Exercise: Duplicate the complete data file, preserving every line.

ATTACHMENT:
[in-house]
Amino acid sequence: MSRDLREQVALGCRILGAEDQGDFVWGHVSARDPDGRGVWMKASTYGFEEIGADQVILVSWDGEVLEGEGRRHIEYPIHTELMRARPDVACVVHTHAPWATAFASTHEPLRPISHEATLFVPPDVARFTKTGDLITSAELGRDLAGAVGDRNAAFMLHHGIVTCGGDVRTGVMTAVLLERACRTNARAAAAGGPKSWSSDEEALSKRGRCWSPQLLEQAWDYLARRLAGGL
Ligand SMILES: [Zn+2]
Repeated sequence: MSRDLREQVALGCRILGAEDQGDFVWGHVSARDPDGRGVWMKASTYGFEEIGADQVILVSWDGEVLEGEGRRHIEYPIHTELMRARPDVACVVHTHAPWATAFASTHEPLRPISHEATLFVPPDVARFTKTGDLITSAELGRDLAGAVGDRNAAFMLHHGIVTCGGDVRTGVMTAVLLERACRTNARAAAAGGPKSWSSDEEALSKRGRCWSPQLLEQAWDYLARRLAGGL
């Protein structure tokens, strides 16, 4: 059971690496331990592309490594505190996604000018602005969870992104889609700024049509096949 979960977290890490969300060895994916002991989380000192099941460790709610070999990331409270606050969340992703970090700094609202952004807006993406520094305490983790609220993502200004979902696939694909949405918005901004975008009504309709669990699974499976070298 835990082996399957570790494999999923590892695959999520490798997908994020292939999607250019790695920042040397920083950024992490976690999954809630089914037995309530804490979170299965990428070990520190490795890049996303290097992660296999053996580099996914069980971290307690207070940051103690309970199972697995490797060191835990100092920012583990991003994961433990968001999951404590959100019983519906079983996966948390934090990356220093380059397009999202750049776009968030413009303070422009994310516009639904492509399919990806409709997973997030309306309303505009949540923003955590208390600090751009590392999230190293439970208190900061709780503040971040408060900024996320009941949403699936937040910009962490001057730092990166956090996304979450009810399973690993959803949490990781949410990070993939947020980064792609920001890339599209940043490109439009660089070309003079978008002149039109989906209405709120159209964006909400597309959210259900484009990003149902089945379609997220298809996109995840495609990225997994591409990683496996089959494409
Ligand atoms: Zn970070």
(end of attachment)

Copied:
[in-house]
Amino acid sequence: MSRDLREQVALGCRILGAEDQGDFVWGHVSARDPDGRGVWMKASTYGFEEIGADQVILVSWDGEVLEGEGRRHIEYPIHTELMRARPDVACVVHTHAPWATAFASTHEPLRPISHEATLFVPPDVARFTKTGDLITSAELGRDLAGAVGDRNAAFMLHHGIVTCGGDVRTGVMTAVLLERACRTNARAAAAGGPKSWSSDEEALSKRGRCWSPQLLEQAWDYLARRLAGGL
Ligand SMILES: [Zn+2]
Repeated sequence: MSRDLREQVALGCRILGAEDQGDFVWGHVSARDPDGRGVWMKASTYGFEEIGADQVILVSWDGEVLEGEGRRHIEYPIHTELMRARPDVACVVHTHAPWATAFASTHEPLRPISHEATLFVPPDVARFTKTGDLITSAELGRDLAGAVGDRNAAFMLHHGIVTCGGDVRTGVMTAVLLERACRTNARAAAAGGPKSWSSDEEALSKRGRCWSPQLLEQAWDYLARRLAGGL
């Protein structure tokens, strides 16, 4: 059971690496331990592309490594505190996604000018602005969870992104889609700024049509096949 979960977290890490969300060895994916002991989380000192099941460790709610070999990331409270606050969340992703970090700094609202952004807006993406520094305490983790609220993502200004979902696939694909949405918005901004975008009504309709669990699974499976070298 835990082996399957570790494999999923590892695959999520490798997908994020292939999607250019790695920042040397920083950024992490976690999954809630089914037995309530804490979170299965990428070990520190490795890049996303290097992660296999053996580099996914069980971290307690207070940051103690309970199972697995490797060191835990100092920012583990991003994961433990968001999951404590959100019983519906079983996966948390934090990356220093380059397009999202750049776009968030413009303070422009994310516009639904492509399919990806409709997973997030309306309303505009949540923003955590208390600090751009590392999230190293439970208190900061709780503040971040408060900024996320009941949403699936937040910009962490001057730092990166956090996304979450009810399973690993959803949490990781949410990070993939947020980064792609920001890339599209940043490109439009660089070309003079978008002149039109989906209405709120159209964006909400597309959210259900484009990003149902089945379609997220298809996109995840495609990225997994591409990683496996089959494409
Ligand atoms: Zn970070």